The Joybee GP2 raises the bar in the mini-projector category with optional battery operation, a broad range of source connections, and Apple iPhone/iPod docking. It also has an ample internal memory for many applications. It is not the brightest or least expensive mini-projector, but it does redefine the word "versatility" in its class.

For more detailed specifications and connections, check out our BenQ Joybee GP2 projector page.

Comments (4) Post a Comment
Stoly Posted May 1, 2012 8:34 PM PST
I noticed the joybee can do 120hz.

Does that make it 3d compatible?

Also I was considering getting a MW-512. Other than the obvious lumen output, how would both compare?
Bob Posted May 2, 2012 3:47 PM PST
The big differences are how easy it is to connect my iPhone and the short throw. My iPhone just drops in and works. With the battery it fits in my travel bag and doesn't cause a problem in security. The short throw makes it easy to watch a iTunes TV show on a hotel room wall right from my phone sitting on the table. The other thing I like is to preload a presentation into the projector and use it without a laptop. Both of those are hard to do with a traditional projector. [Note: this was written by a BenQ employee]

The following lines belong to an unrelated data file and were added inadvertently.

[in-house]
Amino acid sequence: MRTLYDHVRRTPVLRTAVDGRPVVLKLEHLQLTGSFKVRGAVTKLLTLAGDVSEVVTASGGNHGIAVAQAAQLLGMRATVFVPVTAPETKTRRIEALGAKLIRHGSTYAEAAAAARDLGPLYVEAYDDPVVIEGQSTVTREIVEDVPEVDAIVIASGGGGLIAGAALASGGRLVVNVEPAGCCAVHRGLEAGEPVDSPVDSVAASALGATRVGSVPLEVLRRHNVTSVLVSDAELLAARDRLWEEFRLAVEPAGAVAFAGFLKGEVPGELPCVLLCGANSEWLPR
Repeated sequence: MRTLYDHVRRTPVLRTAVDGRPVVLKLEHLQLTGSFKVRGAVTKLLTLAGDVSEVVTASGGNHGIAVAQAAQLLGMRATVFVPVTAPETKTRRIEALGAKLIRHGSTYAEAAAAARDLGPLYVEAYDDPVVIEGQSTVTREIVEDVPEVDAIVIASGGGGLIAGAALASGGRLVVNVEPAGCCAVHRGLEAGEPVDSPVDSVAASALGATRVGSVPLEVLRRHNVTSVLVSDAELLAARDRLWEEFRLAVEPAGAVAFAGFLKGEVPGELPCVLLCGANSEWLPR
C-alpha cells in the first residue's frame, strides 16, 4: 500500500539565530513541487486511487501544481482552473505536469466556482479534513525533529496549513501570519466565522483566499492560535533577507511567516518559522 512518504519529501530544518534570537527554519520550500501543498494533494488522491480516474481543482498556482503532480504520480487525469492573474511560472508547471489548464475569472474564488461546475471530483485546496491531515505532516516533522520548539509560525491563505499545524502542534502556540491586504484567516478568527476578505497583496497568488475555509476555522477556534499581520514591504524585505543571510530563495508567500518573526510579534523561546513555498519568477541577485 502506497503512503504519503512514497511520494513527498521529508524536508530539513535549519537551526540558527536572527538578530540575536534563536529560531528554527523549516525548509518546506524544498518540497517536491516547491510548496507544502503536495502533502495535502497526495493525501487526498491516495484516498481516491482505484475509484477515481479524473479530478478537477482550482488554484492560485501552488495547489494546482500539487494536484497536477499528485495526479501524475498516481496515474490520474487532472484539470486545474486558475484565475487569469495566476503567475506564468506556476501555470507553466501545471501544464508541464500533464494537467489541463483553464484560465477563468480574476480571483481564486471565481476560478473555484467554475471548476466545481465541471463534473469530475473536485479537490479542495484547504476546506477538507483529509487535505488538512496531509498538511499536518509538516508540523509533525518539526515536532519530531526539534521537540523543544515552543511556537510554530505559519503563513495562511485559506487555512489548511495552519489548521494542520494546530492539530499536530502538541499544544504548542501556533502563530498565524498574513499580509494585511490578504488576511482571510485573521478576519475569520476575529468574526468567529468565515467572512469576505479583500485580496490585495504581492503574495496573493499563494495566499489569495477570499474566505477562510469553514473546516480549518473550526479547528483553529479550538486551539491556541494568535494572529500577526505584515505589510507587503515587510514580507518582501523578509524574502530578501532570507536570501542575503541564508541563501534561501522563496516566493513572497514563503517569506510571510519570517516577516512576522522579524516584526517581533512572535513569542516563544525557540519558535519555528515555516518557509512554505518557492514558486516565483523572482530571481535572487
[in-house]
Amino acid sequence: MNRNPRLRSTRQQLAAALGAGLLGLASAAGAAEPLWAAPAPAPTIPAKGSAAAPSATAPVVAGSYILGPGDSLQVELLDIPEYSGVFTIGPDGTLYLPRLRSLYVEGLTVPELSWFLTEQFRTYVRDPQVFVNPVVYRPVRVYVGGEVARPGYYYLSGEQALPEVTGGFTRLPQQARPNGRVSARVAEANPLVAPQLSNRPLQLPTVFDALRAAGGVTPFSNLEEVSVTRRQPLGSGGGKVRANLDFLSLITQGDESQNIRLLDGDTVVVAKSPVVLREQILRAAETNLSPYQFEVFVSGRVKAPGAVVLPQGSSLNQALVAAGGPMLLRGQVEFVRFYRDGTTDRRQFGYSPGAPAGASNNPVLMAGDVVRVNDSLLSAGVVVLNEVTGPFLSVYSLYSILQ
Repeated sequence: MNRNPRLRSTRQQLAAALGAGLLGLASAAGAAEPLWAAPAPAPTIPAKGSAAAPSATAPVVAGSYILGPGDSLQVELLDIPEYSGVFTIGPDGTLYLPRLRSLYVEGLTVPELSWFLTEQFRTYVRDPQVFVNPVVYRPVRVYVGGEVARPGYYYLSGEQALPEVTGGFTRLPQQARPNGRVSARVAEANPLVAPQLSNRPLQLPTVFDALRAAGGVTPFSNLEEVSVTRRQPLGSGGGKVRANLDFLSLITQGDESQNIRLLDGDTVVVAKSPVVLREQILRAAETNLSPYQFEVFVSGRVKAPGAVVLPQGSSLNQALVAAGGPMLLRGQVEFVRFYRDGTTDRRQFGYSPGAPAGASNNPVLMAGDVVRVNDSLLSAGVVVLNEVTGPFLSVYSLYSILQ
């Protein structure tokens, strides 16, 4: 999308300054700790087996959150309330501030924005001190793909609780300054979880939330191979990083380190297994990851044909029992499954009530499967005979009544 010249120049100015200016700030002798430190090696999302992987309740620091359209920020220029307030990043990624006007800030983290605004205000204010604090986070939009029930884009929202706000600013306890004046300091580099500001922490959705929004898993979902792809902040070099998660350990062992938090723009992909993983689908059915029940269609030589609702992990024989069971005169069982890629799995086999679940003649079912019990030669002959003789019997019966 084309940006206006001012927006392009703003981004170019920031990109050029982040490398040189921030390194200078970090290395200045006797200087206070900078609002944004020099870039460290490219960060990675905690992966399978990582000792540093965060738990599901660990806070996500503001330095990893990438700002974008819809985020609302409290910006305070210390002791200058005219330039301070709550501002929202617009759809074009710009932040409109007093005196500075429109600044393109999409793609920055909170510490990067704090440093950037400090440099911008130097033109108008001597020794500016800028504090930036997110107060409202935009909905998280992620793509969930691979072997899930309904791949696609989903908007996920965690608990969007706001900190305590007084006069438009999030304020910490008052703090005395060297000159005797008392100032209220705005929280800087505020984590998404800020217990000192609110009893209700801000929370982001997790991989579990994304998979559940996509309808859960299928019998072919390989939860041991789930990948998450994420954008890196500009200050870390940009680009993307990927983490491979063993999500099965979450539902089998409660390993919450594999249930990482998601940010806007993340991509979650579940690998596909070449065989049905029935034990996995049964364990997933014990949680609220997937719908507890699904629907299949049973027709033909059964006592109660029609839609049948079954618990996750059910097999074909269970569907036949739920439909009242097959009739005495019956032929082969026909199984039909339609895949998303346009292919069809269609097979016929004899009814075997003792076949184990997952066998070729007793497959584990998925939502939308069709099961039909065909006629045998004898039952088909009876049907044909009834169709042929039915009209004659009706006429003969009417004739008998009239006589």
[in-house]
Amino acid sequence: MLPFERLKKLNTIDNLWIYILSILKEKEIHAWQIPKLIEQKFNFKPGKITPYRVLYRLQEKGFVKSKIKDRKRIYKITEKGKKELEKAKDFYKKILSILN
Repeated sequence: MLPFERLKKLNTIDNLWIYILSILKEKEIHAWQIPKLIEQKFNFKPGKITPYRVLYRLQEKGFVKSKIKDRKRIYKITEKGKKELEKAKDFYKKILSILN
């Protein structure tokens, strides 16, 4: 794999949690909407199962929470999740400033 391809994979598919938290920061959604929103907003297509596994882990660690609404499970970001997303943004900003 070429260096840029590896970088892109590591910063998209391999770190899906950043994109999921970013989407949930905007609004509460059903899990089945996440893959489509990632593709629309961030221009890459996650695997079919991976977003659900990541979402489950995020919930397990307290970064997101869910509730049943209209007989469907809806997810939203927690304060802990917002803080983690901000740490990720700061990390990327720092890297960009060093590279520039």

Guy Posted May 4, 2012 10:23 PM PST
I returned this projector for missing software features.

1) No ceiling mode. Even the instruction manual says to mount on the ceiling, it must be mounted upside down. Guess what, the image is also upside down.

2) No zoom. The short throw makes this impractical to place at the back of the room. The projected image is bigger than the wall, and you can't shrink it.

Essentially this projector is made for projecting from a table.
jill Posted Jun 25, 2013 9:30 AM PST
i love this little projector. the only problem i am having is the sound. NOT the built in speakers, but the audio out jack. i cant get it loud enough to do an outdoor movie with even a small crowd of friends. i have a 200 watt amplified speaker (that blasts my ipod, radio and other devices) but when i hook up this projector, the volume is wimpy. i've tried different movies to rule out the movie. i tried both a new bluray player and my iphone and ipod, and same results.

But when i watched a movie via iphone on gp2, BUT HOOKED THE AUDIO DIRECTLY TO SPEAKERS from iphone, the result was big big sound.

i don't get it.